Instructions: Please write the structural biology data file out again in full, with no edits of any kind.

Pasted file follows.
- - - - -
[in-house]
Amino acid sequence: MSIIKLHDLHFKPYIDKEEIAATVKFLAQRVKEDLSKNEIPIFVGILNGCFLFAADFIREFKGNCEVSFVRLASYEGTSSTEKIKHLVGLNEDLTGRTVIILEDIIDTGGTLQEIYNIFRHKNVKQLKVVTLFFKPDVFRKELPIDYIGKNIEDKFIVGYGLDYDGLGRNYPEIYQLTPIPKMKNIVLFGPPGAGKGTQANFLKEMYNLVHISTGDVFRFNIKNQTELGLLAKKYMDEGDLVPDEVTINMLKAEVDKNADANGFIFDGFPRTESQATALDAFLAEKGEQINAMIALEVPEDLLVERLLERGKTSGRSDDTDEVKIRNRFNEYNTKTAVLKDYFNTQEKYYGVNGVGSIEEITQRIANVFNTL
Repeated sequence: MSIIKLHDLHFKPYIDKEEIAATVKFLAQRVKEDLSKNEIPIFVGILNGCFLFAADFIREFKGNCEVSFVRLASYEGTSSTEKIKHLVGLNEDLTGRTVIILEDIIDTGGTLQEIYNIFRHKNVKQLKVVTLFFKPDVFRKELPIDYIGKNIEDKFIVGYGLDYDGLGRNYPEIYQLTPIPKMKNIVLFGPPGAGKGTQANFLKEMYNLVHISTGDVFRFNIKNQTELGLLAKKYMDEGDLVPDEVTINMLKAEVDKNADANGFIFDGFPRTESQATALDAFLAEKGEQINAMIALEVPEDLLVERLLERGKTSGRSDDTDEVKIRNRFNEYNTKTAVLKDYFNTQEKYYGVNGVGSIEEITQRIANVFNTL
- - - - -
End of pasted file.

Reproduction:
[in-house]
Amino acid sequence: MSIIKLHDLHFKPYIDKEEIAATVKFLAQRVKEDLSKNEIPIFVGILNGCFLFAADFIREFKGNCEVSFVRLASYEGTSSTEKIKHLVGLNEDLTGRTVIILEDIIDTGGTLQEIYNIFRHKNVKQLKVVTLFFKPDVFRKELPIDYIGKNIEDKFIVGYGLDYDGLGRNYPEIYQLTPIPKMKNIVLFGPPGAGKGTQANFLKEMYNLVHISTGDVFRFNIKNQTELGLLAKKYMDEGDLVPDEVTINMLKAEVDKNADANGFIFDGFPRTESQATALDAFLAEKGEQINAMIALEVPEDLLVERLLERGKTSGRSDDTDEVKIRNRFNEYNTKTAVLKDYFNTQEKYYGVNGVGSIEEITQRIANVFNTL
Repeated sequence: MSIIKLHDLHFKPYIDKEEIAATVKFLAQRVKEDLSKNEIPIFVGILNGCFLFAADFIREFKGNCEVSFVRLASYEGTSSTEKIKHLVGLNEDLTGRTVIILEDIIDTGGTLQEIYNIFRHKNVKQLKVVTLFFKPDVFRKELPIDYIGKNIEDKFIVGYGLDYDGLGRNYPEIYQLTPIPKMKNIVLFGPPGAGKGTQANFLKEMYNLVHISTGDVFRFNIKNQTELGLLAKKYMDEGDLVPDEVTINMLKAEVDKNADANGFIFDGFPRTESQATALDAFLAEKGEQINAMIALEVPEDLLVERLLERGKTSGRSDDTDEVKIRNRFNEYNTKTAVLKDYFNTQEKYYGVNGVGSIEEITQRIANVFNTL